MILES CITY, Mont. - John Munsell wants out — out of the small meat processing plant his father started decades ago and out from the control of a federal agency he claims has made his life ‘‘pure hell’’ for saying its food protection efforts are lax.
‘‘Since this whole fiasco started from USDA, I’ve gotten little sleep, had a lot of stress. My marriage has suffered,’’ Munsell said. ‘‘I’ve always had a full-time job here. Now, it’s two full-time jobs, and it’s going to kill me.’’
In early 2002, a U.S. Department of Agriculture inspector found beef contaminated with the potentially deadly E. coli O157:H7 bacteria at Munsell’s plant. He insisted that contaminated meat didn’t come from his plant and accused the USDA of failing to trace the beef to the large meatpacker who sent it to him.
That packer, ConAgra Beef Co., was involved months later in one of the nation’s largest beef recalls — some 18 million pounds. Tainted meat was linked to the illnesses of dozens of people.
Today, Munsell is trying to sell his business, Montana Quality Foods. He’s also suing the USDA, alleging the agency retaliated against him for speaking out. He remains unconvinced the USDA has measures in place to prevent another such outbreak and said he’ll keep fighting for better consumer protections.
Officials from the USDA and the industry take issue with Munsell’s criticisms, saying E. coli infections are down, particularly in the past two years as new controls have been put in place at slaughterhouses and packing plants. Recalls and the amount of recalled product due to E. coli are also down, according to Steven Cohen, a spokesman for the federal Food Safety and Inspection Service. He declined comment on Munsell’s lawsuit.
But some consumer advocates share Munsell’s view that more still should be done, from increased, random testing to mandatory recalls and improved systems to trace contaminated meat to its source.
‘‘I don’t think enough has changed for people to think their food is safer,’’ said Patty Lovera, deputy director of the energy and environment program for the watchdog group Public Citizen.
Before January 2002, Munsell said there hadn’t been issues with E. coli contamination at his plant. But one test late that month was positive for E. coli, the first of several samples that would return that way. Munsell recalled 270 pounds of ground beef.
Meat can be contaminated during slaughter, and people who eat contaminated, undercooked beef can get sick. Annually, there are roughly 73,000 cases of E. coli O157:H7 infection in the United States and 61 deaths, according to the Centers for Disease Control and Prevention.
Munsell said he told the USDA he knew the beef came from ConAgra, but contends the agency didn’t follow up. A food safety official, in testimony before a congressional field hearing in 2002, said the source of contamination couldn’t be identified because Munsell’s records couldn’t ‘‘definitively verify’’ a single beef source was used.
Munsell claims that after he criticized the USDA’s investigation, the agency retaliated by demanding he rewrite repeatedly a plan detailing possible hazards and controls at his plant.
Tim Osterloh, office manager at Galligan Wholesale Meat Co., in Denver, said Galligan also came under intense scrutiny by the USDA after testing found beef samples contaminated by E. coli. Osterloh said that beef also came from ConAgra.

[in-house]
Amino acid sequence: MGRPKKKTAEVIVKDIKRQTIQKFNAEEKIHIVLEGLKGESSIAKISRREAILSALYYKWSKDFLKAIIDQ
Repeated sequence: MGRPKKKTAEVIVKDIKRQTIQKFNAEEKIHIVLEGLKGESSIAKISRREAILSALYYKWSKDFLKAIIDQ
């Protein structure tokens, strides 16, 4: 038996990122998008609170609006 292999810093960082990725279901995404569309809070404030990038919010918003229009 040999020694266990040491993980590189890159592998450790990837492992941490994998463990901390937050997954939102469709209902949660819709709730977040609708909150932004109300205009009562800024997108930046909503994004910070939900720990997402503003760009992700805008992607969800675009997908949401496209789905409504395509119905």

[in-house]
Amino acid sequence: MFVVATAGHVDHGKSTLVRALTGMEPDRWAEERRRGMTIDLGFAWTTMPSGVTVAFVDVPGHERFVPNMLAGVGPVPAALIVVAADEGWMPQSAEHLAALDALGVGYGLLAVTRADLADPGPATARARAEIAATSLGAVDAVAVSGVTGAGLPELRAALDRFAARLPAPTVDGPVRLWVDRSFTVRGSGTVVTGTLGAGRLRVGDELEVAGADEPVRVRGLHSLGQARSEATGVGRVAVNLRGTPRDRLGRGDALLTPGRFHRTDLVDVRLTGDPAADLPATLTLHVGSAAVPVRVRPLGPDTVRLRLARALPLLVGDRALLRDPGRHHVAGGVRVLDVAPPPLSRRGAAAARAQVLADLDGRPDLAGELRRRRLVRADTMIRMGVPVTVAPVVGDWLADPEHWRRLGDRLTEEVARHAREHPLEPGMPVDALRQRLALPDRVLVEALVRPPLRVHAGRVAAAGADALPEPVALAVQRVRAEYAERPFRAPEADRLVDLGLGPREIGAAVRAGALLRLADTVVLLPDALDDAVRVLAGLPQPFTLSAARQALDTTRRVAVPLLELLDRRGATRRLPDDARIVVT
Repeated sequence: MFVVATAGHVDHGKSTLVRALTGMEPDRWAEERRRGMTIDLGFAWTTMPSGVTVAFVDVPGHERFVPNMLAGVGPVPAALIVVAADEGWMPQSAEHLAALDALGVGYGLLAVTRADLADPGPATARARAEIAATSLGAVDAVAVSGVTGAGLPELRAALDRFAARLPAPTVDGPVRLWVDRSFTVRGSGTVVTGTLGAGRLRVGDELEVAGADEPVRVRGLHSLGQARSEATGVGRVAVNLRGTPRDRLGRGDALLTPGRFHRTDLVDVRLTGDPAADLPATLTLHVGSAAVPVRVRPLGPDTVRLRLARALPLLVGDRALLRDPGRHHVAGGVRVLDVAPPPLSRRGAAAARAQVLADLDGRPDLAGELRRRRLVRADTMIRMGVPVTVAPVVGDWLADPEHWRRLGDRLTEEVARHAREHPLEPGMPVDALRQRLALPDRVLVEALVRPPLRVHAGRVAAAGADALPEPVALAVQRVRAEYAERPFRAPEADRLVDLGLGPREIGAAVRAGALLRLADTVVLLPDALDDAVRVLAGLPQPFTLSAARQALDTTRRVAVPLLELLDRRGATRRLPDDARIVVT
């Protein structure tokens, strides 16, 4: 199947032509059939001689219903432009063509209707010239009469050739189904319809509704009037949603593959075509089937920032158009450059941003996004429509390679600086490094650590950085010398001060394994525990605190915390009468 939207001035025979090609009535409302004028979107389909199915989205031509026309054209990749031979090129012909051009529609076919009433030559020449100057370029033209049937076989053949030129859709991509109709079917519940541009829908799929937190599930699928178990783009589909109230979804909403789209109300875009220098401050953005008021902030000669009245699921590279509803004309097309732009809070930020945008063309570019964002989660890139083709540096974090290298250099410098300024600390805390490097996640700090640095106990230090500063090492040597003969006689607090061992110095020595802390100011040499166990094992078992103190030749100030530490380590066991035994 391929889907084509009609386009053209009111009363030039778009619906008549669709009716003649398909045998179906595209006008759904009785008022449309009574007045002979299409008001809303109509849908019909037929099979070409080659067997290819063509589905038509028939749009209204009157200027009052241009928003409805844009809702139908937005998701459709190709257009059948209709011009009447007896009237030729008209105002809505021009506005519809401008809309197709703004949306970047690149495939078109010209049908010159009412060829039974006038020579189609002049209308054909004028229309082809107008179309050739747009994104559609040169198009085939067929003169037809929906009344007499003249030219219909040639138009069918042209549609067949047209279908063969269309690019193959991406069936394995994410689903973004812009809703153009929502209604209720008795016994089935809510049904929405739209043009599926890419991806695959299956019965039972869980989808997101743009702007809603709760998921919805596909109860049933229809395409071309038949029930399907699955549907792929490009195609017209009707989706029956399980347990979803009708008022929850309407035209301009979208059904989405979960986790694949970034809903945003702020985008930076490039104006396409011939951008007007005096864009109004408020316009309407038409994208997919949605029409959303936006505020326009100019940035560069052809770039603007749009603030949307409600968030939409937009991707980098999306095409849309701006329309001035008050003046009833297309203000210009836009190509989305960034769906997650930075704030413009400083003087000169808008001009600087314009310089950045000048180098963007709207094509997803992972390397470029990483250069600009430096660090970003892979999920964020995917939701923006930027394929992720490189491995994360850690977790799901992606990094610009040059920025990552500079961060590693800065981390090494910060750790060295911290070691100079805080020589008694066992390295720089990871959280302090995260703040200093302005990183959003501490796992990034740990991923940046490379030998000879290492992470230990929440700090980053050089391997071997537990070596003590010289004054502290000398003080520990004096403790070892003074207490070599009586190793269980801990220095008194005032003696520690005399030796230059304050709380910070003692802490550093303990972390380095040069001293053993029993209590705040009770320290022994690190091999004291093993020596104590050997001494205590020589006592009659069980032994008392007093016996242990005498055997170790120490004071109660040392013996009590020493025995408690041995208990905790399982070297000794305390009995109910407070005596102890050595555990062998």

‘‘It was well over two years before they were done messing with us on this,’’ he said.
A 2003 report by the USDA inspector general faulted Con-Agra and the food safety agency, saying the agency took no ‘‘decisive’’ action, and that neither agency nor the plants involved were prepared for recall possibilities.
Steven Cohen, an food safety spokesman, said the agency has enacted numerous changes since the E. coli outbreak, including improved training for inspectors and requiring greater accountability from supervisors. Plants that do their own testing are no longer exempt from agency testing, and the food safety service is moving toward increased testing at higher-volume facilities, he said.
Lovera, of Public Citizen, said federal inspectors spend much of their time examining a company’s paperwork instead of inspecting meat.
Certain technologies used to curb or kill E. coli allow packers to ship product without dealing with potential problem sources in their plants, she said.
Jim Herlihy, a spokesman for Swift & Co., disagrees. ‘‘This issue is not contamination in the plant; the issue is the contamination that is in nature, that comes in on the hides of animals,’’ he said. Swift operates the former ConAgra plant in Greeley, Colo., that sparked the recall.
Fred Angulo, a veterinarian with the CDC, believes industry is doing something right. He cites data showing a 42 percent drop in E. coli incidence between 1996 and 2004, including what he called remarkable declines in the past two years.
‘‘All indications we have are the beef industry made remarkable investments in their processing plants to contribute to this decline,’’ he said.
The ConAgra outbreak was a major tipping point for the meat industry and its commitment to dealing with E. coli, said Bill Marler, an attorney who’s handled e. coli cases and represented many who ate tainted beef in 2002.
Barbara Kowalcyk, a biostatistician and presidentelect of Safe Tables Our Priority, refuses to read too much into the figures. Kowalcyk — whose son, Kevin, died in 2001 due to E. coli — says it’s still unclear how much credit the industry deserves.
‘‘To say that the overall incidence is down and that meat is safer, I don’t think is accurate,’’ she said.